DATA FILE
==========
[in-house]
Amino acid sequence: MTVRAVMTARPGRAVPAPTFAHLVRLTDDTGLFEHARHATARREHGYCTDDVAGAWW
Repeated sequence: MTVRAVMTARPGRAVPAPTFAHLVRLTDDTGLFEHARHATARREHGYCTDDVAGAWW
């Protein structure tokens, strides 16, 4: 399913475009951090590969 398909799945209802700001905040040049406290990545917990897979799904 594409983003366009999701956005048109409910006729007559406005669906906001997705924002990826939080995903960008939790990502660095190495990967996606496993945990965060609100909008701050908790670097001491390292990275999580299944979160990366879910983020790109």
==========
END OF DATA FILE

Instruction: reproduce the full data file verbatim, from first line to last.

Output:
[in-house]
Amino acid sequence: MTVRAVMTARPGRAVPAPTFAHLVRLTDDTGLFEHARHATARREHGYCTDDVAGAWW
Repeated sequence: MTVRAVMTARPGRAVPAPTFAHLVRLTDDTGLFEHARHATARREHGYCTDDVAGAWW
């Protein structure tokens, strides 16, 4: 399913475009951090590969 398909799945209802700001905040040049406290990545917990897979799904 594409983003366009999701956005048109409910006729007559406005669906906001997705924002990826939080995903960008939790990502660095190495990967996606496993945990965060609100909008701050908790670097001491390292990275999580299944979160990366879910983020790109």